To Be

BeStillandKnow_1

Several years ago I visited a colleague of mine for some advice about my spiritual life. At our first meeting he said, “I am going to repeat a phrase. You meditate on the phrase. You will know when I am done, and then you can start talking.”

Then he said:

Be still and know that I am God.

And then he was silent for a minute to two. I have to admit that most of my meditation at that point was, “how will I know when he is finished? What if he is finished, and I don’t know, and I sit there not talking when he is waiting for me to start?

Then he said:

Be still and know that I am

Again he gave me a moment or two of silence to reflect on that, but this time I was thinking, “Aha! Now I know how I will know he is done. He is winding down the phrase, and when he gets to the last word, then he is done. So I won’t look a fool, waiting for him when he is waiting for me!

Then he said:

Be still and know

 

This time I was able to reflect a little on the words. Be still and know….know what? What do I know? How do I know it? What do I really KNOW? What is the knowledge that is deep seated within me? What do I know about God?

Then he said:

Be still

Being still is hard for me. I like to be doing something. All the time. I am usually reading about three books, catching up on news, writing, thinking, planning. I am not good at being still. I have always thought that life is like being on water skis. If you stop, you sink.

Then he said:

Be

One simple word. One impossible task. Just be. I always thought I was defined by what I do, not by what I am. To just be? What if what I do is not the main thing? What if it is more about who and what I am than about what I do?

These last few weeks have taught me a lot about being. Who am I if I am not doing something? My identity is so tied up in being a minister. What happens if I am not able to do 90 percent of what I do as a minister?

What happens when our calendars are cleared, and we are advised to stay home? There is no shortage of people telling us what we ought to be.  What happens when all the voices are quieted, when all the meetings are cancelled? What happens when we cannot visit friends, shop, volunteer at the food bank, sing in the choir, attend committee meetings, or socialize with other church members? What kind of Christian are we when those things are taken from us?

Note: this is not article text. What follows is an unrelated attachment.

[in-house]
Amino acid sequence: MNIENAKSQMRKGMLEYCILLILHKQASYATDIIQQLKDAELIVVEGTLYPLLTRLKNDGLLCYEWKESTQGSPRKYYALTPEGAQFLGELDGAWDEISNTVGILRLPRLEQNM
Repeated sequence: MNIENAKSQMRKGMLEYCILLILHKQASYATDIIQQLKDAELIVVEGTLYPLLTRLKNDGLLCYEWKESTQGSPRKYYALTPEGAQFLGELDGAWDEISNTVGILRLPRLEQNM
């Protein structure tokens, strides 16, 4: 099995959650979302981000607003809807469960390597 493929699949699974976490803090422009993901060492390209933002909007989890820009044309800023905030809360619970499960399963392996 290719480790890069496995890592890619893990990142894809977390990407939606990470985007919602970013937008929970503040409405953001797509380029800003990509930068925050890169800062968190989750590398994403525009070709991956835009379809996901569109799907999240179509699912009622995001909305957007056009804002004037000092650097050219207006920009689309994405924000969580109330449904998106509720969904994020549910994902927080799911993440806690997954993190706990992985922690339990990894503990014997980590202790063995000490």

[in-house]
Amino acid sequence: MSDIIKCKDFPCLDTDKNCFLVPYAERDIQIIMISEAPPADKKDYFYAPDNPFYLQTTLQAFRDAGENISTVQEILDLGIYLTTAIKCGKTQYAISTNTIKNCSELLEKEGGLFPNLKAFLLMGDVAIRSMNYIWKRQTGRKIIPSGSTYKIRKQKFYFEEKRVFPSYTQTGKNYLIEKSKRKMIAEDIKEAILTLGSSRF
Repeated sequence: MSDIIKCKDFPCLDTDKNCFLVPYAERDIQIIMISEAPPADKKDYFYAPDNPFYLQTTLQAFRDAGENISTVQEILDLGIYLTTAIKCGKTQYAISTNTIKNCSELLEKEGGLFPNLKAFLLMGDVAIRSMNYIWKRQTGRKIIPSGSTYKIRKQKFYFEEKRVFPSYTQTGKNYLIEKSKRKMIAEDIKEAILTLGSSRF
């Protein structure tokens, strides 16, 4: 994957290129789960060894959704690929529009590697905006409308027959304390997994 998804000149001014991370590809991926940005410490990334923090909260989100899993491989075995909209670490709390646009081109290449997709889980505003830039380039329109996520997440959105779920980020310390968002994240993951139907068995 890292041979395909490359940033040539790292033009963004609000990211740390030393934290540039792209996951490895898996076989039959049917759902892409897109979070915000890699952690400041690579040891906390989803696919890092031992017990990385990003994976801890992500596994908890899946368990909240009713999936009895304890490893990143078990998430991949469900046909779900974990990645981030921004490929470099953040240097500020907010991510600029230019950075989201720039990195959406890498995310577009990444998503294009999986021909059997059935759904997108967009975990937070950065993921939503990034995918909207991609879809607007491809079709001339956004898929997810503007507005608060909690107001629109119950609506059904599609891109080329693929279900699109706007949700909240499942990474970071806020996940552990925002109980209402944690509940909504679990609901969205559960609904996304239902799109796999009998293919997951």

That day, when my colleague said the word, “Be,” I had to wrestle with these and other similar lessons. It reminded me of a retreat I was on several years ago. We were told at the front end to NOT talk about work during the weekend. It was really hard meeting a new person and not asking them where they worked. We all had to find other things to talk about, and I was surprised how hard that was.

The day I heard the word “Be” helped me see one thing very clear. Of all the things I just am, this is foremost. I am a child of God. You don’t have to do anything to be a child. You just are one. Being the child of my parents was something I was, not something I did. As a child of my parents, that entailed certain things on my part—mowing the lawn, raking leaves, and other various chores—but even when I didn’t do them, I was still their child.

You are a child of God. Through all that might happen the next few weeks, never forget that. That is more constant than taxes, stew or even death—and as Easter approaches, especially death!

 

Grace and Peace

 

Murray

About tmrichmond3

I am the pastor at the First Presbyterian Church in Medford, Oregon. I believe that faith should be able to sustain us, not oppress us.
This entry was posted in Church, Current Events, Devotional, Growth, Hope, Lenten Devotional, Musings, Prayer, Psalms, Spiritual Growth, spirituality and tagged , , , . Bookmark the permalink.

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